The VIU Board of Governor’s proposed ancillary fee, which will cost students $6.27 per credit, and up to a maximum of $188 per 30 credits, is causing disputes among the VIUSU.Designated to provide “enhanced services in the Health and Wellness Centre,” “experiential learning for all,” and “access to a Technology Lending Library,” this fee is expected to create a total of $1.3 million of additional student fees in the 2016-2017 year.
Increased services at VIU’s Health and Wellness Centre will include things such as increased hours of service and psychiatry professionals to deal with mental health issues, said VIU President Dr. Ralph Andrew Nilson.
“What we’re finding is the demand is through the roof, and there is a significant increase in areas we aren’t currently providing service for,” he said. “We worked hard to get a partnership with Island Health, which funds the nurse practitioners, and to get it to campus. Students come from different jurisdictions and can’t always get into walk-ins or emergency.”
VIUSU Organizer-Advocacy representative Patrick Barbosa says the Students’ Union disagrees with the necessity of this.
“The university is actually trying to have their cake and eat it too; they’re double dipping,” he said. “I’m not entirely sure why students who already pay taxes for a health system in the province should also then be expected to pay a university fee to duplicate that service, especially when that service is already being funded by Island Health.”
“Experiential learning for all” is described as a co-curricular record to document involvement in things such as internships, practicums, and work-learning opportunities on students’ transcripts. “We have been working on this for a year and a half, and it’s something new that is very important to demonstrate their learning experiences,” said Nilson.
Barbosa stated that no one overseeing the process suggested there would be a mandatory fee of $1.3 million assessed to students to pay for the program. “We feel as though we have been misled in that process,” he said, “because to make a fair decision, you need both the costs and benefits. And unfortunately the university and student affairs did not provide that fair assessment.”
Barbosa also explained that the VIUSU researched the cost of the program. “The Board of Governors, the Director, and the Executive Director of Student Affairs suggested it is going to cost a little less than $50k,” he said. “So I’m not sure how a $47k licensing fee equates to a $1.3 million student fee.”
Finally, the proposed Technology Lending Library is catered towards the increase in digital needs in university programs. “More and more we are seeing students’ need to engage in the web and access info from online, and some can afford it, some can’t,” said Nilson. “Technology changes so rapidly. We know students can’t afford this. It’s important if we want to provide that high quality learning environment, and want students to choose VIU. We need these fees.”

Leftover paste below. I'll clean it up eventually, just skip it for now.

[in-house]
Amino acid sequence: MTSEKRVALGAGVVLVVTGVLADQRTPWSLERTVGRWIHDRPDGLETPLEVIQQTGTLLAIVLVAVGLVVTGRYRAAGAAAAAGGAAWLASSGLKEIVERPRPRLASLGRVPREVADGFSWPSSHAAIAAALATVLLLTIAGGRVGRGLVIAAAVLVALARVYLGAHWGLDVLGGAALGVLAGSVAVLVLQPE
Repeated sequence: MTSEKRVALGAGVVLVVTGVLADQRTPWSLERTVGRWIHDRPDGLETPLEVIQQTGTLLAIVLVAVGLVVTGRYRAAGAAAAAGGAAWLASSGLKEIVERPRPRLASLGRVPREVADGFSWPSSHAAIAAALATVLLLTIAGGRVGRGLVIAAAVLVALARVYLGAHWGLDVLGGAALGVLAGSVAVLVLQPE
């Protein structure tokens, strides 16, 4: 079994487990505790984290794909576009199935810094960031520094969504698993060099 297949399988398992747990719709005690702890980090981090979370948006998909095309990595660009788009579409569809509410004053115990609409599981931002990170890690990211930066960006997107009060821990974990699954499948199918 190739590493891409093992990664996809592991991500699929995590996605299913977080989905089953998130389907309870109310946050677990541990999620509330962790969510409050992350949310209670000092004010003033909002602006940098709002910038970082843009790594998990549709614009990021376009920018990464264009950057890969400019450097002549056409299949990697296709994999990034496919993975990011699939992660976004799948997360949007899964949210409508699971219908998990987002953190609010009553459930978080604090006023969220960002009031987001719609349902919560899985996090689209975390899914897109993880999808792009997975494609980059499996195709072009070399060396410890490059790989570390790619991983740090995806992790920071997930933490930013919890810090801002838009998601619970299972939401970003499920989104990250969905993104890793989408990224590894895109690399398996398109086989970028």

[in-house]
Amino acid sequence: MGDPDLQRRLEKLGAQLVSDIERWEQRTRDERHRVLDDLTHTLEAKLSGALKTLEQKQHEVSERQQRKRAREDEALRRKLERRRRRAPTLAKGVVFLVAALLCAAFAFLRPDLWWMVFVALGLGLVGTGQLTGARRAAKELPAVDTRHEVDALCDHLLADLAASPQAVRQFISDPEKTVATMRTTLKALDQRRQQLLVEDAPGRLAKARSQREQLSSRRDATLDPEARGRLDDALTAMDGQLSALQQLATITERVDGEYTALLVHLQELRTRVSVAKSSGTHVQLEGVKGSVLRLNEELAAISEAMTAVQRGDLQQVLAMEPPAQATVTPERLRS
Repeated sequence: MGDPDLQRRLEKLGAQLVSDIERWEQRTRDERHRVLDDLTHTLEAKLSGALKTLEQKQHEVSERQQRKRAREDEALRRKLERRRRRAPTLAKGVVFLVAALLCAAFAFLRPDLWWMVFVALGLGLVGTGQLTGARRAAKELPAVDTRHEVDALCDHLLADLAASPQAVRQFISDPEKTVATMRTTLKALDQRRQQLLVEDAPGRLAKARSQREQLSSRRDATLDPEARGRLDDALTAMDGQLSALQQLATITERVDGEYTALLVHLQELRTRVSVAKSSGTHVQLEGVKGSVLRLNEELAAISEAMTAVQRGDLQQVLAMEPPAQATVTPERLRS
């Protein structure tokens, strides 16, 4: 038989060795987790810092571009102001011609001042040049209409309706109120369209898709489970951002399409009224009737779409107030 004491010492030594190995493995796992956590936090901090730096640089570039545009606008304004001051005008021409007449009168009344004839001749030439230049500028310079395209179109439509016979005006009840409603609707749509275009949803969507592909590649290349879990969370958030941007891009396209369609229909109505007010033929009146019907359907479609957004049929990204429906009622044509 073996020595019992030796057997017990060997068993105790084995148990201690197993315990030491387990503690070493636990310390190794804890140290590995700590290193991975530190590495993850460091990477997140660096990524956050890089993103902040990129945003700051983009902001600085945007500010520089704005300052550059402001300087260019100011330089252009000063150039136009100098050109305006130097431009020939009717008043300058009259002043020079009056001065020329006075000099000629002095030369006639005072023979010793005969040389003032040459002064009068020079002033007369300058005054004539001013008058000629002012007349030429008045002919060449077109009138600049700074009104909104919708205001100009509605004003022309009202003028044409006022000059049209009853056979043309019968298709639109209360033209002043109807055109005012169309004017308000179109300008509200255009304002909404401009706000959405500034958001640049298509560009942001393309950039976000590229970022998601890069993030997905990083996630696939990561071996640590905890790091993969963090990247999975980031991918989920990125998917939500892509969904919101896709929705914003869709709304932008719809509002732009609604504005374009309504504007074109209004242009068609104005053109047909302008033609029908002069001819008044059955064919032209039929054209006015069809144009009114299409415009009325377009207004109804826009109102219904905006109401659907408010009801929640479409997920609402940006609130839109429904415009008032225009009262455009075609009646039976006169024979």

Barbosa doubts the legitimacy of Nilson’s claims and states VIU has not provided evidence of what these alleged expansions will be. “I’m not aware of any occasion that a student has come into this office and said, ‘I really wish the university had more laptops I could borrow in the library,’ because most students have their own laptops,” he said. “If a student doesn’t have a laptop, it’s very likely they have an iPad. This is a decision made by administrators for administrators, and they should have evidence to support that the technology is being requested.”
The Ministry of Advanced Education has a Tuition Limit Policy that states the university cannot create new fees for existing programs over two per cent. “Because these are new services it does not apply, as the government limitation at two per cent applies to current fees in place,” said Nilson.
While the Board of Governors claims these enhanced services are new programs to VIU, the VIUSU believes they are pre-existing. “We have always had technology lending from the library; we’ve always had experiential learning, and we currently have nurse practitioners,” said Barbosa. “These programs exist, so that means, under the Ministry of Advanced Education’s policy, the university is literally not allowed to create these fees.”
Lack of funding from the Ministry of Advanced Education appears to be fueling the debate on ancillary fees. Nilson explained, “We don’t have other sources of income,” illustrating the fact that institutions in BC are underfunded.
As an attempt to solve this issue, the Students’ Union believes the Ministry of Advanced Education has been coaching the institution in creating these ancillary fees, said Barbosa. “What we have is a system where people aren’t creating fees to supplement services that students want; they’re creating fees because the Ministry says, ‘Hey, we know you’re underfunded.’ It’s a real challenge for university and college administrators, and so it’s a real challenge for us.”
The VIUSU is currently circulating a survey to retrieve students’ opinions on the proposed new fee. Contact the Students’ Union for further information.
Editor’s note: This article incorrectly cited Dr. David Witty, and has been amended since publication.